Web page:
By this stage we were quite drunk, me on Jack , Trace on vodka, the Coke not even worth mentioning at this stage. It came to my attention that the men’s restrooms (toilets in American) were the foulest I’s ever seen. Not because they were dirty or the toilets were blocked,...but because it seemed the room itself, and they generally are just one room, a toilet in the corner, no cubicles, and a few urinals, was not happy about being a toilet and had purposely deteriorated quicker than normal as a cry for help. They seemed threatening and sad at the same time. I was never sure if I was going to get a beating or have a friendly chat every time I used them....not that I make a habit of chatting to men in dirty toilets. Anyway, moving on, next bar, we don’t remember the name but we sure do remember the band. It was an all girl brass band and they kicked ass. No amps or microphones, they were pure energy manifested in percussion and wind instruments. There were two trombonists, a tuba, a trumpet, a bass drum, and a girl playing a snare drum cymbal set up. The music was relentless and uplifting.....their sound will stay with us forever.We went back to Cafe Negril but there was a reggae band playing by that time, they were good, but didn’t really say New Orleans to us, we went back to the girl band and clapped along like crazed evangelists. CAN I GET A WITNESS !!!!!!!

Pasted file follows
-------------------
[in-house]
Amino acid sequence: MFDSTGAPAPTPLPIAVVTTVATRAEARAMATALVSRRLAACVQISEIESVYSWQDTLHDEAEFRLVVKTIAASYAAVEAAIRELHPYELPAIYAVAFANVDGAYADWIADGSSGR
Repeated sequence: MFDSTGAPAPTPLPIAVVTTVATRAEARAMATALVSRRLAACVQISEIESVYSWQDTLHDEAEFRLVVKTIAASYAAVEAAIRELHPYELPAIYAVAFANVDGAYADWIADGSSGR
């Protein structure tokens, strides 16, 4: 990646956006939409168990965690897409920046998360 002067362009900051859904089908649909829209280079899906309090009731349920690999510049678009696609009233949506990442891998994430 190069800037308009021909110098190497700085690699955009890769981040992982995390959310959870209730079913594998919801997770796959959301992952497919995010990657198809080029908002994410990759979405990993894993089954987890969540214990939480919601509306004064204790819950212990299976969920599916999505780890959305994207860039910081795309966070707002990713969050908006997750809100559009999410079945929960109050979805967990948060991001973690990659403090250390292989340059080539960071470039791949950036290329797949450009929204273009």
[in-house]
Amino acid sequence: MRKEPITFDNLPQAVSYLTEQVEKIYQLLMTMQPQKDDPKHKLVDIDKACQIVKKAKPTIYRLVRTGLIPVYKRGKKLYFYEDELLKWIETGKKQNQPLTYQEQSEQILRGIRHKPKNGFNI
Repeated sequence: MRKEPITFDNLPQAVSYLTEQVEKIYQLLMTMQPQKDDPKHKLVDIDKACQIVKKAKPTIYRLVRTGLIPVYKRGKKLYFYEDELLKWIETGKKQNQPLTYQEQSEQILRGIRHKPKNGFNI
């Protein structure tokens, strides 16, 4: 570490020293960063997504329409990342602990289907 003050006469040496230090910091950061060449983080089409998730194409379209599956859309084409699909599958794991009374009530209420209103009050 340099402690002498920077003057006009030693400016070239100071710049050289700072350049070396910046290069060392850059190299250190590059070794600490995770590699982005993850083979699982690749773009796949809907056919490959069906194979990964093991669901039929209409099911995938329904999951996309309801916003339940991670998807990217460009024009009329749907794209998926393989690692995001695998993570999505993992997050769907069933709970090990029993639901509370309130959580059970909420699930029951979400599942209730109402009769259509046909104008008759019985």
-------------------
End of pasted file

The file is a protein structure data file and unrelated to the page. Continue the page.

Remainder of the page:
We staggered back to our hotel via an all night diner at about 2:30 am....completely sated. This place is just would inspire anybody.